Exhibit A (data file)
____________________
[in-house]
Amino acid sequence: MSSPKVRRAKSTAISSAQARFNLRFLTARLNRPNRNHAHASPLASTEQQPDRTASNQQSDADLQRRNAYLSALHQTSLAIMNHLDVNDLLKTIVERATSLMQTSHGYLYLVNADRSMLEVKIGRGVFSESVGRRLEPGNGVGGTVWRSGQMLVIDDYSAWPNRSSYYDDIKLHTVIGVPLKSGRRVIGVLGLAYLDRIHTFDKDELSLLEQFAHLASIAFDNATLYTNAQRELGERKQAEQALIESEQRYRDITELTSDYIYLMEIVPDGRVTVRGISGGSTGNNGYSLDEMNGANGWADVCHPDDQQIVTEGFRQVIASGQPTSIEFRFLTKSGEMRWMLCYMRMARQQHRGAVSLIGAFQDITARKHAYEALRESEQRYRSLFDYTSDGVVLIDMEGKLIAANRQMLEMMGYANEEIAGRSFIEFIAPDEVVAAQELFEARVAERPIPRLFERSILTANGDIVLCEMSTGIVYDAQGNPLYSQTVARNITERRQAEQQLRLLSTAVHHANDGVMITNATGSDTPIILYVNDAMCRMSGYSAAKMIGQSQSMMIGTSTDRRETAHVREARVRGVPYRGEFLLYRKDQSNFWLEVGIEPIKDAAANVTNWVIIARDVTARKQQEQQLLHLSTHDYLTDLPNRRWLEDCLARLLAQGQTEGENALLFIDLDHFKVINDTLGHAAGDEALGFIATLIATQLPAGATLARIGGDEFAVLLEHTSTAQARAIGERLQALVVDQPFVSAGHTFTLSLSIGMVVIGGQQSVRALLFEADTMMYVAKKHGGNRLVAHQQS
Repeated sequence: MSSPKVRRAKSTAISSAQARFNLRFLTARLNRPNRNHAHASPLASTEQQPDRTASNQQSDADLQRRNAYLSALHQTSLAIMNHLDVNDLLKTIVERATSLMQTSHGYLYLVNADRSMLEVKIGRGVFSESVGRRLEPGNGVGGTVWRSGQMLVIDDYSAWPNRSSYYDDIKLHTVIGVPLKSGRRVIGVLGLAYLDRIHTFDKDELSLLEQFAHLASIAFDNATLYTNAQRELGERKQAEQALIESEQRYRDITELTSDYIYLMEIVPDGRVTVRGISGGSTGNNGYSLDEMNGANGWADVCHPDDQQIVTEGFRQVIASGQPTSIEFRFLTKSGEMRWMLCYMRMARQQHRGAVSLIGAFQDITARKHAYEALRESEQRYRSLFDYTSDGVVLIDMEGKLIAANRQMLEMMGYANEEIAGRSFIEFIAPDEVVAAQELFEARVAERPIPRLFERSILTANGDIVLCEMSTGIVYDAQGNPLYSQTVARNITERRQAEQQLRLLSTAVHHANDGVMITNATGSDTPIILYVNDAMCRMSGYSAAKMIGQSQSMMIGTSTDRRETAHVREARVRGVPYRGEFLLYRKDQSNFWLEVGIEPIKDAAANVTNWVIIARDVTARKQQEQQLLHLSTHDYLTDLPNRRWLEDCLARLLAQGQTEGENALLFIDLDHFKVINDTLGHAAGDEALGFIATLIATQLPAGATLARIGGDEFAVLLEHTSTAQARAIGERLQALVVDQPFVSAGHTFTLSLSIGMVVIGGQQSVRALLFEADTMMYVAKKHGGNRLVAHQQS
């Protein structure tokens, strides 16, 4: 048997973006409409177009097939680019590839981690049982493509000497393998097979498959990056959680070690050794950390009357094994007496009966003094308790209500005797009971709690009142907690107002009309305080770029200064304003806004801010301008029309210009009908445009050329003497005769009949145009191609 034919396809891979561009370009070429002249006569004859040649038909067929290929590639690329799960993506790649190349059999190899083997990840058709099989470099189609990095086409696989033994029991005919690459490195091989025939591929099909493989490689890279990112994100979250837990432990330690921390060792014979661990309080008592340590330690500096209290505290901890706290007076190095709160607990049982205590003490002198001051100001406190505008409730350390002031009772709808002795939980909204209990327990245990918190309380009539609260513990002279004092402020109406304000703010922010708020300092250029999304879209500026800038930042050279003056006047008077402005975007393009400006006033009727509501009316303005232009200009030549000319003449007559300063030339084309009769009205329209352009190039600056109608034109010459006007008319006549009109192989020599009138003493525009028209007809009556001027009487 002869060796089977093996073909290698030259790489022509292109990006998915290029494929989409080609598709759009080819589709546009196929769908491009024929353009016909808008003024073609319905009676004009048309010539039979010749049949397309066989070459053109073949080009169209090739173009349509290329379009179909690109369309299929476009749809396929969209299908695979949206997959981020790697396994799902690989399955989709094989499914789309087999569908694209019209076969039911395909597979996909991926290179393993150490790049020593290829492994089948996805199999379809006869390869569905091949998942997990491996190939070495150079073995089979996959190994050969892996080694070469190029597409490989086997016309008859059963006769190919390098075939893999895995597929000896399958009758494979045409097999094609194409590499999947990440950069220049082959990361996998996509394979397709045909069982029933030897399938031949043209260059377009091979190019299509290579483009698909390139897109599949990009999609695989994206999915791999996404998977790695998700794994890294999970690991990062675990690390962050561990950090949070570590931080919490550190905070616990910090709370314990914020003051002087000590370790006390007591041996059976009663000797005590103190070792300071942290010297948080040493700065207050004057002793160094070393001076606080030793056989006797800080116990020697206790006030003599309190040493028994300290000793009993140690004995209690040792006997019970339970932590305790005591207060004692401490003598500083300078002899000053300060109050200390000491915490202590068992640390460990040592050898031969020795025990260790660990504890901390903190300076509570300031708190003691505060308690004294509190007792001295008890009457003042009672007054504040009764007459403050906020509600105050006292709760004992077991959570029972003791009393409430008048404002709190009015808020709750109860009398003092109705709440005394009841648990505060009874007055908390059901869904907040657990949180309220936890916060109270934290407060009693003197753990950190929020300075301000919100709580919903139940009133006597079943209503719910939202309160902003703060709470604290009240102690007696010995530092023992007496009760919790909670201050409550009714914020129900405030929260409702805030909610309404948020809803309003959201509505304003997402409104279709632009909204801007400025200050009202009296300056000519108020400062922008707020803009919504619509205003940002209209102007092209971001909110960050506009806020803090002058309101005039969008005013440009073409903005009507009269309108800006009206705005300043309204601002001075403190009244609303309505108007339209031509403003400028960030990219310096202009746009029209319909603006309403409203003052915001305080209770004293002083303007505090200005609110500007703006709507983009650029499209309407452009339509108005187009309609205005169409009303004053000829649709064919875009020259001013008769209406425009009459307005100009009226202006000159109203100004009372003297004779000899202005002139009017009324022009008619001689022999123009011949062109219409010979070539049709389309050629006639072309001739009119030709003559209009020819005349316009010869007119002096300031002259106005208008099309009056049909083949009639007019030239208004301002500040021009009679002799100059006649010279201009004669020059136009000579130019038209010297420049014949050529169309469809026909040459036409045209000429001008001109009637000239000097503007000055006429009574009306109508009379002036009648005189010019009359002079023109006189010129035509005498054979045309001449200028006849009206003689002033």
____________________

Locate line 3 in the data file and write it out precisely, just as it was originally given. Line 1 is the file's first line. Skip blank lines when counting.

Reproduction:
Repeated sequence: MSSPKVRRAKSTAISSAQARFNLRFLTARLNRPNRNHAHASPLASTEQQPDRTASNQQSDADLQRRNAYLSALHQTSLAIMNHLDVNDLLKTIVERATSLMQTSHGYLYLVNADRSMLEVKIGRGVFSESVGRRLEPGNGVGGTVWRSGQMLVIDDYSAWPNRSSYYDDIKLHTVIGVPLKSGRRVIGVLGLAYLDRIHTFDKDELSLLEQFAHLASIAFDNATLYTNAQRELGERKQAEQALIESEQRYRDITELTSDYIYLMEIVPDGRVTVRGISGGSTGNNGYSLDEMNGANGWADVCHPDDQQIVTEGFRQVIASGQPTSIEFRFLTKSGEMRWMLCYMRMARQQHRGAVSLIGAFQDITARKHAYEALRESEQRYRSLFDYTSDGVVLIDMEGKLIAANRQMLEMMGYANEEIAGRSFIEFIAPDEVVAAQELFEARVAERPIPRLFERSILTANGDIVLCEMSTGIVYDAQGNPLYSQTVARNITERRQAEQQLRLLSTAVHHANDGVMITNATGSDTPIILYVNDAMCRMSGYSAAKMIGQSQSMMIGTSTDRRETAHVREARVRGVPYRGEFLLYRKDQSNFWLEVGIEPIKDAAANVTNWVIIARDVTARKQQEQQLLHLSTHDYLTDLPNRRWLEDCLARLLAQGQTEGENALLFIDLDHFKVINDTLGHAAGDEALGFIATLIATQLPAGATLARIGGDEFAVLLEHTSTAQARAIGERLQALVVDQPFVSAGHTFTLSLSIGMVVIGGQQSVRALLFEADTMMYVAKKHGGNRLVAHQQS